The facsimile machine can also be interactive with the second remote receiving station and cause a query to be sent to the second remote receiving station. In this example, the facsimile machine will perform a predetermined set of functions in response to information, corresponding to the query, received from the second remote receiving station. Examples of these functions are causing the facsimile machine to transmit the image data to a third remote receiving station; causing the facsimile machine to retransmit the image data to the first remote receiving station; causing the facsimile machine to store the image data in a local memory, etc.
As will be recognized, not all jobs are executable due to, among other things inconsistencies between the job ticket and the capabilities of the host printer. To appreciate what can "go wrong", during the execution of a print job, reference is made to the following example.
The same job referred to above is provided to the printing system with a font call for "helvetica". Unbeknownst to the job developer, this font is unavailable in the printing system and the printing system is not programmed to make a substitution for that font. Accordingly, the controller fetches a message from disk, indicating the unavailability of the font, and sends it off to the user's phone through telecommunication network 170, by use of the voice synthesizer 102 (FIG. 6). In a another example, a host FAX device may not be able to print the above-mentioned job simply because it is out of toner.
It should be recognized that by only providing the fault information, the event can give rise to a frustrating situation for a user who needs the job printed immediately and has the wherewithal to change the job and resubmit it to the printer. Moreover, these situations may be especially frustrating for the user who requires immediate printing because the printing fault may be resolved by simply having someone on-site, relative to the FAX device, provide toner and resending the job.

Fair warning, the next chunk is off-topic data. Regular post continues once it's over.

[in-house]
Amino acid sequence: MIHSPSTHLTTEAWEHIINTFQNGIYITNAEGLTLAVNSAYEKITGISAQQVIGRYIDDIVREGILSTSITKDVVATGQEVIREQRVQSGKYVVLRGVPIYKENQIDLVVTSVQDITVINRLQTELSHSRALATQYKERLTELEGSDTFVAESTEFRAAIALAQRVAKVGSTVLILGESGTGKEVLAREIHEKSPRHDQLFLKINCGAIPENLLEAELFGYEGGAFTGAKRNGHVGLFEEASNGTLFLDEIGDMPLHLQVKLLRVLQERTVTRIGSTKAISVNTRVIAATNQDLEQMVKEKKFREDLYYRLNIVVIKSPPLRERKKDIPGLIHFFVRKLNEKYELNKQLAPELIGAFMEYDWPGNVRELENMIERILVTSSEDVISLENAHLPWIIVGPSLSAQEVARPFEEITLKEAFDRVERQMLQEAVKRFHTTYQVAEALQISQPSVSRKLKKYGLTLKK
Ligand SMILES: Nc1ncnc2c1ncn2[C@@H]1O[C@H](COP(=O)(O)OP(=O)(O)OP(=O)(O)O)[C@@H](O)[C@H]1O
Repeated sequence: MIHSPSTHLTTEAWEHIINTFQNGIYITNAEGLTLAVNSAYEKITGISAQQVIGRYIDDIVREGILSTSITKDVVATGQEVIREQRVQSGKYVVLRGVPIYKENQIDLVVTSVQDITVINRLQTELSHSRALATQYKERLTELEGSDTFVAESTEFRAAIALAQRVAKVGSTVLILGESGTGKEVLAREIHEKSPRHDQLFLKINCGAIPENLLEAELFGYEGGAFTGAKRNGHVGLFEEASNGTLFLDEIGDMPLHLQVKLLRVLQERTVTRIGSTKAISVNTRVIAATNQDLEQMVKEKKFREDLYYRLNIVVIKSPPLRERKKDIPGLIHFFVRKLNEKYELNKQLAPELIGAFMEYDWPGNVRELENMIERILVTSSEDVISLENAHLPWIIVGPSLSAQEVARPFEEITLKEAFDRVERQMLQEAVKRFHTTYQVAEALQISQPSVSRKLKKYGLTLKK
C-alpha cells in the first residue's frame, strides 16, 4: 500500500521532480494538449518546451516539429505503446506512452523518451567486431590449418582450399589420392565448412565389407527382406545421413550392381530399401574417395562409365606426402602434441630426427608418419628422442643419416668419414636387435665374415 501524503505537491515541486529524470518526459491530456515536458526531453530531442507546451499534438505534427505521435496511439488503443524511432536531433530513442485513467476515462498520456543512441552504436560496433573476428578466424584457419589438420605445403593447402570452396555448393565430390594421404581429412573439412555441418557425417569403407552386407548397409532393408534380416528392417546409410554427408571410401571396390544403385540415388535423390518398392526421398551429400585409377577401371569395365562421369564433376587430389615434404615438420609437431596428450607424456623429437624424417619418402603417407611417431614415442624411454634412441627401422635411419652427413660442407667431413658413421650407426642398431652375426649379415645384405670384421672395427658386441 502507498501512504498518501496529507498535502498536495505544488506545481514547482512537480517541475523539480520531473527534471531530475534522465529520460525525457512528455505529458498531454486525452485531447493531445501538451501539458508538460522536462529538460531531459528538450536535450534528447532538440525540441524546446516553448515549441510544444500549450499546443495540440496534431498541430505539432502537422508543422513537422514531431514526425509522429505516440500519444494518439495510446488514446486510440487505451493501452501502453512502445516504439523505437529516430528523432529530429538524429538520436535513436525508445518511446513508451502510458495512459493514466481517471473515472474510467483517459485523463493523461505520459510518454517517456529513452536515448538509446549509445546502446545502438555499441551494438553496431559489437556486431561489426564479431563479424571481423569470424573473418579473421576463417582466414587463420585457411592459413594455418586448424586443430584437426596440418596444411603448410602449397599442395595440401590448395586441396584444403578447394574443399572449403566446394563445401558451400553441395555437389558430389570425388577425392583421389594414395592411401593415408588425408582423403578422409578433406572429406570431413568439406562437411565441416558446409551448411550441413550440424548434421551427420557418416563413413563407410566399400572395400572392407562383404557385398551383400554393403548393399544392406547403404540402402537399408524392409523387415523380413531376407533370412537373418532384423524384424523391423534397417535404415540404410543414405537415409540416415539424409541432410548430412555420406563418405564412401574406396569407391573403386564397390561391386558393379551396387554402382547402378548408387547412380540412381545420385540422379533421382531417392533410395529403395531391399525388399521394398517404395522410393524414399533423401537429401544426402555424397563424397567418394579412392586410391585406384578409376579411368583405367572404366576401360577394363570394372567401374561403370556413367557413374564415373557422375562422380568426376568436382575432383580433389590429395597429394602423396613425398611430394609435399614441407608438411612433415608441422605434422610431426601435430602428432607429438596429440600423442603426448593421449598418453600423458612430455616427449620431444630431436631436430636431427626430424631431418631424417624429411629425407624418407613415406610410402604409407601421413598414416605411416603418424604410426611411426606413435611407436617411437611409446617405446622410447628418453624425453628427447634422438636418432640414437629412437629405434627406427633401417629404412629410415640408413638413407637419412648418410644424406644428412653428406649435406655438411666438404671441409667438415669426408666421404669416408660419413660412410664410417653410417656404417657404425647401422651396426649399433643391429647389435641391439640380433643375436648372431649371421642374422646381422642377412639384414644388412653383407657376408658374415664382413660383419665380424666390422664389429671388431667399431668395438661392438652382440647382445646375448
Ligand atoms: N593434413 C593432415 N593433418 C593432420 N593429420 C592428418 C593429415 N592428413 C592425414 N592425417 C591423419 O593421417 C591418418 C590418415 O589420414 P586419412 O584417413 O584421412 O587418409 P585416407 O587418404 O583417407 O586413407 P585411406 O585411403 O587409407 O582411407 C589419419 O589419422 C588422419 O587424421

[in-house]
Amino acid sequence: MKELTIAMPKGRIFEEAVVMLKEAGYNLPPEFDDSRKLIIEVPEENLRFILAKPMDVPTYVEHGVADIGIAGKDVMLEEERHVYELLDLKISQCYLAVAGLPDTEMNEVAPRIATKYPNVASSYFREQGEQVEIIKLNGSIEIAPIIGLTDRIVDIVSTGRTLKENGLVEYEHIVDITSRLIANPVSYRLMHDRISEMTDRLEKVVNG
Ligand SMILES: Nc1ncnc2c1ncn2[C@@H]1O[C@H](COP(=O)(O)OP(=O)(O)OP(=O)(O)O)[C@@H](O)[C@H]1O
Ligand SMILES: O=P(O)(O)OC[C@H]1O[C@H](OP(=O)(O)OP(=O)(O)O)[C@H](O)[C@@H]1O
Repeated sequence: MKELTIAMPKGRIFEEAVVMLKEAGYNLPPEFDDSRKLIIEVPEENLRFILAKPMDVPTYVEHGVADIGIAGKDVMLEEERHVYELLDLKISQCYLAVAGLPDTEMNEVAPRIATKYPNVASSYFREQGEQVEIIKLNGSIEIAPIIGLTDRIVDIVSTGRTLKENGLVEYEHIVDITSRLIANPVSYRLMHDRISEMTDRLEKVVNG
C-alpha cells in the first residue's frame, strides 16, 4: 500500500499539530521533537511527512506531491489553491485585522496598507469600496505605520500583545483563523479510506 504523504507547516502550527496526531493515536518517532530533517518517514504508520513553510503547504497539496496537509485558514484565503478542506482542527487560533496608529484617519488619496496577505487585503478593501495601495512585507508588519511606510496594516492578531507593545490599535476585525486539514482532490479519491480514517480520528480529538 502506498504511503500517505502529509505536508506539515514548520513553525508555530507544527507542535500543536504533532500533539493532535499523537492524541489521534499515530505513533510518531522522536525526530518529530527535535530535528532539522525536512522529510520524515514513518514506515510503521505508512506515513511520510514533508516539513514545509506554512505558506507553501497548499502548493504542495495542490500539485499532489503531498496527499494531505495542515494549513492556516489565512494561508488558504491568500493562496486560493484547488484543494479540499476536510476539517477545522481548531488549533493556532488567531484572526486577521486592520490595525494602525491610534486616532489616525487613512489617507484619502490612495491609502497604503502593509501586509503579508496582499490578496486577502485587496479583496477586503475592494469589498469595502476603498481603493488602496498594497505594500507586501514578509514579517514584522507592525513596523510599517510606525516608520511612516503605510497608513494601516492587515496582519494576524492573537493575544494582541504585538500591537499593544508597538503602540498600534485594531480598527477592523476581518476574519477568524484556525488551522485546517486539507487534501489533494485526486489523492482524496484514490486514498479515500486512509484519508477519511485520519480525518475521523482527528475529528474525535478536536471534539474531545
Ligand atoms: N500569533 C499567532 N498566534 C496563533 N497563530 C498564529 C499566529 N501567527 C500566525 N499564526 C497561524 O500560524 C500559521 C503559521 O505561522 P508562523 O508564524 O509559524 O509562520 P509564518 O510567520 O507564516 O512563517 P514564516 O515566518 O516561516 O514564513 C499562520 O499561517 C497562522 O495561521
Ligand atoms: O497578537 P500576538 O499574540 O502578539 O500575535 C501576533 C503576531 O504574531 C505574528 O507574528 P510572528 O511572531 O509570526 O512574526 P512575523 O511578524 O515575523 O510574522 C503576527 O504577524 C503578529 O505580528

A possible solution to this problem is contemplated in another embodiment of the present invention. Referring to step 172 of FIG. 9 and FIG. 10, an interactive technique for providing an advantageous solution to the above-described situations is discussed. Assuming that the originator of the job is contacted with a system problem (step 172 of FIG. 9 and step 174 of FIG. 10), a troubleshooting subsystem, which may be implemented on the printing system 10 (facsimile machine or multifunctional printing device) or any system (e.g. workstation) communicating with the printing system 10 and having suitable structure and functionality, awaits a telephonic command from the user (step 176) in the form of one or more tones, each tone or set of tones corresponding with a preprogrammed command for the system. It will be appreciated that the technique of the preferred embodiment contemplates the use of a wide range of telephonic device so that the user could even provide input from a "beeper" or a cellular telephone while "on the run".
Upon receiving a command from the user, the system determines, at step 178, whether the command is directed toward a "transmission" command or a "save document" command. It will, of course, be appreciated that the commands of the illustrated embodiment are exemplary and other commands are contemplated by the preferred embodiment. For example, another command might include an "inform other" where a key operator of a printing machine is notified of a problem in the printing system 10 by way of the voice synthesizer 104 (FIG. 6).
Referring a first case for step 180, it is understood that, in one instance, a user may desire to be called back at a later time because the user is not presently at a given confirmation site. This situation further contemplates another command in which the controller obtains a phone number of another location at which the user may reside. In other words, the command may assume the form of either "Call me back at . . . " or "Call `so and so` at `such and such` a number". It will be understood that these commands are provided by way of conventional interactive telephonic software used in conjunction with the multi-tone device of the type shown in FIG. 6.
In another instance of the first case, a user may wish to resend a job, after editing it, or simply have it sent to another printer which may possess the capabilities demanded by the job ticket. To appreciate the edit and resend scenario, reference is made again to the illustrated embodiment of FIG. 6 and the example described above in which printing was faulted due to the lack of helvetica font. In particular, the user may wish to change the font of the faulted document to a font that is known to reside in the printing system. Moreover, the user may possess a document editing device 181 (FIG. 6), communicating with the NET 78, that permits the user to both access the job at the workstation 82 (FIG. 5) or the memory (system memory 74 or disk 76) and make the appropriate change in font call(s). In turn, upon editing the job, the user can have it resent for execution.
It should be recognized that the resend and call back commands can be used in conjunction to considerable advantage. That is, in one example, the user can indicate that the user desires to be called back later, after having time to edit a document, for the purpose of resending the edited document to a particular machine. In another example, the user can call a key operator to remedy a fault, e.g. overcoming a toner deficiency, and then provide a resend command. Alternatively, the resend command could include a delay so that a period of time in which to overcome a fault would be provided.